Scientists aimed to identify whether baseline characteristics of eyes with proliferative diabetic retinopathy were associated with better outcomes when treated with panretinal laser vs. ranibizumab in the DRCR.net Protocol S.
Participants had PDR, visual acuity of 20/320 or better, and no previous PRP. Eyes were randomized to PRP or intravitreous 0.5-mg ranibizumab. Here are some of the findings:
• Among 25 characteristics, none in PRP participants were associated with superior outcomes relative to ranibizumab-assigned participants.
• The relative benefit of ranibizu-mab over PRP in terms of change in VA appeared greater in participants with higher mean arterial pressure (p=0.03); without previous focal/grid laser (p=0.03); with neovascularization of the disc and elsewhere on clinical exam (p=0.04); and with more advanced PDR on photographs (p=0.02).
• For development of vision-impairing central-involved DME, the relative benefit of ranibizumab over PRP seemed greater among non-white participants (p=0.01) and those with higher mean arterial pressure (p=0.01).
Scientists wrote that no identified characteristics were associated with superior outcomes using PRP vs. ranibizumab. They added that their exploratory analyses provides additional support for the premise that ranibizumab might be a reasonable alternative to PRP for PDR over a two-year period.
Retina 2019; Feb. 18 [Epub ahead of print].
Bressler SB, Beaulieu WT, Glassman AR, et al.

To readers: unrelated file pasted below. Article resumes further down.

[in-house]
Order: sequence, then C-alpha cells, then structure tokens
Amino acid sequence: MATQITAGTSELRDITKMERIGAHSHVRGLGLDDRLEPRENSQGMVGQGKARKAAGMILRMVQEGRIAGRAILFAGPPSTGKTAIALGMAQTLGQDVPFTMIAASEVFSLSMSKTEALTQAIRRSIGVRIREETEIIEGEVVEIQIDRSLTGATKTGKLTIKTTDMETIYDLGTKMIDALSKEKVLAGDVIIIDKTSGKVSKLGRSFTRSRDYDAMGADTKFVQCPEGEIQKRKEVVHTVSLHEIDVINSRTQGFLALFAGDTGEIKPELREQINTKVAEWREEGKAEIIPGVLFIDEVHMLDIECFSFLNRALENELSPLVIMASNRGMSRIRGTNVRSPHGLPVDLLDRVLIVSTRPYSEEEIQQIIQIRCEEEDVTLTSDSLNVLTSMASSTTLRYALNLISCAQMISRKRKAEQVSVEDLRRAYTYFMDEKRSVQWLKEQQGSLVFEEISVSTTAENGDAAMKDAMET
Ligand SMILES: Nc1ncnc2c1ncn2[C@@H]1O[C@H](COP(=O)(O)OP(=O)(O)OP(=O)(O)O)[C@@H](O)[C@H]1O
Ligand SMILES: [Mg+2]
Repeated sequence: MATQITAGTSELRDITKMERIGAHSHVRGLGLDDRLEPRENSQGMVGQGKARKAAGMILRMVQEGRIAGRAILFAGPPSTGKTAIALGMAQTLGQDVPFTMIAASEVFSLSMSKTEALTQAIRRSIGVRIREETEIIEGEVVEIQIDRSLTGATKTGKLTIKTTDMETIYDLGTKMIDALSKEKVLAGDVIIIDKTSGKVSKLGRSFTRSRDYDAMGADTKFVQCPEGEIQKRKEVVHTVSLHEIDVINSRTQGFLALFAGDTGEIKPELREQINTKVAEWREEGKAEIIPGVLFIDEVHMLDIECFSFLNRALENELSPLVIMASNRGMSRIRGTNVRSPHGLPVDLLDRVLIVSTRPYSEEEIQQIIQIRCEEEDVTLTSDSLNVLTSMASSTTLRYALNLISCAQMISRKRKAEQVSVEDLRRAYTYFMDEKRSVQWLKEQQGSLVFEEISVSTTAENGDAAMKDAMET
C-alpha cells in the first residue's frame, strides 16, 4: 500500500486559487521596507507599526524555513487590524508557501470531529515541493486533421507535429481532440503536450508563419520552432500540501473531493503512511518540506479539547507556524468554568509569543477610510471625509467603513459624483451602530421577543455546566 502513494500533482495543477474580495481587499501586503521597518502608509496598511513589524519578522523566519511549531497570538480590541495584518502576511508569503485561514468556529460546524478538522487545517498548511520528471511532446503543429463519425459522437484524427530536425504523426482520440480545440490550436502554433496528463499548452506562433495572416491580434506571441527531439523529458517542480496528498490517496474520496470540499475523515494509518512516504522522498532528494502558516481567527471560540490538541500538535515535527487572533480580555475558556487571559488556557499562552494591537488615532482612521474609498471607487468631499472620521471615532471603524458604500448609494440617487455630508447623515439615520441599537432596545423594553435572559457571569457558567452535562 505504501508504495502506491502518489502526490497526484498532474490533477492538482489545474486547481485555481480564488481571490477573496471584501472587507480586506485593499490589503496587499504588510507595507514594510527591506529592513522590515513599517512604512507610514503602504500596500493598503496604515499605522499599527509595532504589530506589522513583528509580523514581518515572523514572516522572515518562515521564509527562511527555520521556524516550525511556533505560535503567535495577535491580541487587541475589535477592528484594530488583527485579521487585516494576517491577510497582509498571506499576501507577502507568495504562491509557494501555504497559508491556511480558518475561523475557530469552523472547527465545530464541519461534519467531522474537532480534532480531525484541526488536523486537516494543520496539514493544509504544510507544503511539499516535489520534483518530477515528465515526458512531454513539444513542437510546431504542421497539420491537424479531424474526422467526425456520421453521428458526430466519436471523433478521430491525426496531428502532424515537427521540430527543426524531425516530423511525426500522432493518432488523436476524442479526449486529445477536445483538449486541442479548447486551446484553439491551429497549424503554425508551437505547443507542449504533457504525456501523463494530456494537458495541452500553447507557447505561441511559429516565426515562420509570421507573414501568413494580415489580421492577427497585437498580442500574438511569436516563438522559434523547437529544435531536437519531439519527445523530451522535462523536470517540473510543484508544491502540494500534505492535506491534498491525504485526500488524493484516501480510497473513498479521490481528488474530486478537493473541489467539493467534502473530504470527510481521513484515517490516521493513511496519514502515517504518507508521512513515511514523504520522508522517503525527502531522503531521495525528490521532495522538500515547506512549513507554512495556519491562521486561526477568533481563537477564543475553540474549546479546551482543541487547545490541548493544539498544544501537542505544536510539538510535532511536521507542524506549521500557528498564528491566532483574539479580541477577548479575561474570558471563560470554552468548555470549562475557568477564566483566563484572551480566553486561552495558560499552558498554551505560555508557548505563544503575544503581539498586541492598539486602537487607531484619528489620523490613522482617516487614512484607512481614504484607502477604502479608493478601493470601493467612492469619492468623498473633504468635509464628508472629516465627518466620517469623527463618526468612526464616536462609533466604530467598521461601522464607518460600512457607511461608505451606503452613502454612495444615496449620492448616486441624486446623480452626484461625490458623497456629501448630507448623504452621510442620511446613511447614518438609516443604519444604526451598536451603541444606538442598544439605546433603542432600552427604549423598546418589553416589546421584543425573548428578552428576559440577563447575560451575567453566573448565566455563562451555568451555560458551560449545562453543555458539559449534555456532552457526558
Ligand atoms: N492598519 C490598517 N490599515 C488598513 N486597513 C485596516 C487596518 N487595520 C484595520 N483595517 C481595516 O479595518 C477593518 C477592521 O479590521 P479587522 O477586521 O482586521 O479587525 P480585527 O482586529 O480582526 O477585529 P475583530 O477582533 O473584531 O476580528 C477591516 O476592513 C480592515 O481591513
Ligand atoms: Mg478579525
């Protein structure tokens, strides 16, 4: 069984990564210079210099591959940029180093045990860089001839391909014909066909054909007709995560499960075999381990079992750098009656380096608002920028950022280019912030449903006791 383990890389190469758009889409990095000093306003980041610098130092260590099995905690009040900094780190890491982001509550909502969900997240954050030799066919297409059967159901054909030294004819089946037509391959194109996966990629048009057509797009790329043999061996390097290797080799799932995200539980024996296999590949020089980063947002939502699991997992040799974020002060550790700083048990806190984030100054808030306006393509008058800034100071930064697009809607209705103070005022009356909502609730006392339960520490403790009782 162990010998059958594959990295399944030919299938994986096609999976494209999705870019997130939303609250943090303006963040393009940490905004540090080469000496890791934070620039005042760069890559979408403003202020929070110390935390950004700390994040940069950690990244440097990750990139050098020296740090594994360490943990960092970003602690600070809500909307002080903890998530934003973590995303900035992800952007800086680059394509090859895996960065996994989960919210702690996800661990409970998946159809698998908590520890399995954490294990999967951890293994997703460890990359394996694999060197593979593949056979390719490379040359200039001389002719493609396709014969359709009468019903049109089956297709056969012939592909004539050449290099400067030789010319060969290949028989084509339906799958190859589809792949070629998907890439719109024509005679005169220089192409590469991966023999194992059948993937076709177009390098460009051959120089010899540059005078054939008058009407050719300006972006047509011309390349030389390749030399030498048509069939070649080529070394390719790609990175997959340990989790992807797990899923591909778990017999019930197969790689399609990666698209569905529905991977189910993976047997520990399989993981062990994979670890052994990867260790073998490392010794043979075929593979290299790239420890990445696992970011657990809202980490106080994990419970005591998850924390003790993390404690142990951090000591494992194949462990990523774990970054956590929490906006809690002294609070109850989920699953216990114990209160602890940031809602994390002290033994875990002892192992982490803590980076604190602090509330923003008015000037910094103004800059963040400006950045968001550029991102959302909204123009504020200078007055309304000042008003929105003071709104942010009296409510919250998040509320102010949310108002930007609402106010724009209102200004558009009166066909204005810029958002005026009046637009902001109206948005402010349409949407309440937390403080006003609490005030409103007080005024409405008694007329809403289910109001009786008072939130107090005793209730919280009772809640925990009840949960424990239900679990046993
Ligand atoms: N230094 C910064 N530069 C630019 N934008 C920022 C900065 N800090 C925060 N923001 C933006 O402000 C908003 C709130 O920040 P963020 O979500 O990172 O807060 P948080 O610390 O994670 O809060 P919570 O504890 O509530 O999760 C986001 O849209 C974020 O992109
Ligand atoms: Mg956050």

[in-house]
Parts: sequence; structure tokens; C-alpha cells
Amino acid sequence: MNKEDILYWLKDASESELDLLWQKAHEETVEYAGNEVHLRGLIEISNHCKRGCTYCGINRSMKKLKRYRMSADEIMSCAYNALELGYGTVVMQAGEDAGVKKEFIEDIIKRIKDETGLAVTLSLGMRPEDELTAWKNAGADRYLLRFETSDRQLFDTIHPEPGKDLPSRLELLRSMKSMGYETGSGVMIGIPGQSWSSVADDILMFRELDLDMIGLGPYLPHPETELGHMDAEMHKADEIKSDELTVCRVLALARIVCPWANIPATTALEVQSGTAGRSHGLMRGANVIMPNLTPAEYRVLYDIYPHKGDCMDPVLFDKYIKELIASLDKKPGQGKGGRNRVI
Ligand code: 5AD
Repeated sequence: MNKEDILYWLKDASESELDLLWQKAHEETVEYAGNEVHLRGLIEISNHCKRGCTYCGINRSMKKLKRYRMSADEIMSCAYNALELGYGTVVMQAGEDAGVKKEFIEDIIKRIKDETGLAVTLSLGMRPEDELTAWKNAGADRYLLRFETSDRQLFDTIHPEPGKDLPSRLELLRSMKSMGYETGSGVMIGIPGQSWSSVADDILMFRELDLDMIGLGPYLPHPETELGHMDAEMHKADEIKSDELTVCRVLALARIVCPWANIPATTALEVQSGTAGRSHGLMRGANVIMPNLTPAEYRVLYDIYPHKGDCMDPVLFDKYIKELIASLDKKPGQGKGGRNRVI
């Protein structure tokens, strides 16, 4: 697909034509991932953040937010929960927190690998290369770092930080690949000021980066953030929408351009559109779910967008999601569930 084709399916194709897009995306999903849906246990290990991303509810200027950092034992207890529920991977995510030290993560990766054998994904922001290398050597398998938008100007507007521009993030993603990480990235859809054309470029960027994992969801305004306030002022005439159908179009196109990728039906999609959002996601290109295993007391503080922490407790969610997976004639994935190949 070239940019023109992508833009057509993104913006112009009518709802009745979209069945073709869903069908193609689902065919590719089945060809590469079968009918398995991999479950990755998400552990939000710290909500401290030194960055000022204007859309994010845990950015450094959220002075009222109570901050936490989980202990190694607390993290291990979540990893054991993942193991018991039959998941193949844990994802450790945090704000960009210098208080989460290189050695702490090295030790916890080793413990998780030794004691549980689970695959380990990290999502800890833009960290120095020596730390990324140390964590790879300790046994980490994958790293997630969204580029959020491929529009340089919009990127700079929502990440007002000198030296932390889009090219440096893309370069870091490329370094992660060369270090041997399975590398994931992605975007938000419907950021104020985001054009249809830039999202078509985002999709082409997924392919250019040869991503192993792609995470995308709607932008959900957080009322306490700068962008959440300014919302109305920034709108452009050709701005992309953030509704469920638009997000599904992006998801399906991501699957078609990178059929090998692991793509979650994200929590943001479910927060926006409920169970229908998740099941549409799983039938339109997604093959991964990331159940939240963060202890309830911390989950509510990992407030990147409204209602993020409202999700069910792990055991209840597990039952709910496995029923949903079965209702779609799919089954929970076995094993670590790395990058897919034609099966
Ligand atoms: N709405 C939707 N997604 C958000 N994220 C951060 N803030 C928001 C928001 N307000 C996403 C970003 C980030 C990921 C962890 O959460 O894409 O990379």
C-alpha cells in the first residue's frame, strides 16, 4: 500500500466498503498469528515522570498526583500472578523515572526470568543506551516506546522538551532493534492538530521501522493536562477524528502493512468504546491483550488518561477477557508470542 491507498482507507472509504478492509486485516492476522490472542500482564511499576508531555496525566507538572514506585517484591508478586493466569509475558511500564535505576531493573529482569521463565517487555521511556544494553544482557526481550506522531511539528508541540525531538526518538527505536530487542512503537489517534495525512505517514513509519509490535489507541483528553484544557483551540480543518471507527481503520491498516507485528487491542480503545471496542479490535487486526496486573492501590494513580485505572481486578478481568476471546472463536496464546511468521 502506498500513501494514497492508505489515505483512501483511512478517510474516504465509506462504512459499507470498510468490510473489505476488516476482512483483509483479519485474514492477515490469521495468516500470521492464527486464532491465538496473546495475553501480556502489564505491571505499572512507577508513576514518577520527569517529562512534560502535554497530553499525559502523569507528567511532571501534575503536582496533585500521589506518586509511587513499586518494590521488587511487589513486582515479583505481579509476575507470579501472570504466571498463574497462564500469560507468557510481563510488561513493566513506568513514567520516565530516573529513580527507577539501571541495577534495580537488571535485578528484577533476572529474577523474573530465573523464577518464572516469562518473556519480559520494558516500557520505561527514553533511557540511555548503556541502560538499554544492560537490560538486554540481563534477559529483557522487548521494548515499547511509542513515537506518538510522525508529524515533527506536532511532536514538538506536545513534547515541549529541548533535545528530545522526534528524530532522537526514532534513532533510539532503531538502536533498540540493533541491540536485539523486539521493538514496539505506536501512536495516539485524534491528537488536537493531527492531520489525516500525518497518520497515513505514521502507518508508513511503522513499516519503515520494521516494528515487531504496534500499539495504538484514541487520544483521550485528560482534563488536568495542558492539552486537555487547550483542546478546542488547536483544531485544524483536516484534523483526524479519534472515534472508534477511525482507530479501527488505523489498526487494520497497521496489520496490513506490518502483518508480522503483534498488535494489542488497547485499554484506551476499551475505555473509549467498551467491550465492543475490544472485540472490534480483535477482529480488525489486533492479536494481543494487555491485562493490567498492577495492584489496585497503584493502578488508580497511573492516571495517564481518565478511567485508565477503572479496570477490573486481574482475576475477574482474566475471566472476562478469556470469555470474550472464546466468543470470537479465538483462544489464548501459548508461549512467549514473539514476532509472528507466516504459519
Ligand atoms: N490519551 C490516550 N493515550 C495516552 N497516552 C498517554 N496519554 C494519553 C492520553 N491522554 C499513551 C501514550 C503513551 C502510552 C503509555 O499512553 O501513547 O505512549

The Sleep/Glaucoma Connection
Researchers from the Wilmer Eye Institute at Johns Hopkins University say that a patient’s sleep characteristics may play a role in the development of glaucoma.
In this cross-sectional study, the researchers included 6,784 glaucoma patients from the 2005 to 2008 National Health and Nutrition Examination Survey who were age 40 and above and who had completed a detailed sleep questionnaire. Participants were asked such questions as, “How much sleep do you usually get at night on weekdays or work days?” and “How long does it usually take you to fall asleep?” The questionnaire was set up to look at the following predictors:
• sleep duration;
• sleep latency;
• sleep disorders;
• sleep disturbances;
• sleep medication use; and
• daytime dysfunction due to sleepiness.
The outcomes included disc-defined glaucoma (either right or left disc demonstrating glaucoma) and visual field defects (VFD) assessed by frequency-doubling perimetry.
The investigators found that the odds of disc-defined glaucoma were three times higher among subjects who slept for ≥10 hours per night compared with those who slept seven hours per night. The odds of disc-defined glaucoma were two times higher among subjects who fell asleep in ≤9 minutes or ≥30 minutes, compared with 10 to 29 minutes. The odds of VFD were three times higher among subjects who slept for ≤3 hours per night, compared with seven hours per night. The odds of VFD were two times higher among subjects who had difficulty remembering things and three times higher among subjects who had difficulty working on a hobby due to daytime sleepiness compared with those without difficulty.
The researchers say there appear to be associations between glaucoma and abnormal sleep parameters, and that these abnormal sleep patterns may be a risk for, or consequence of, glaucoma.
J Glaucoma 2019;28:97-104
Qiu M, Ramulu P, Boland M.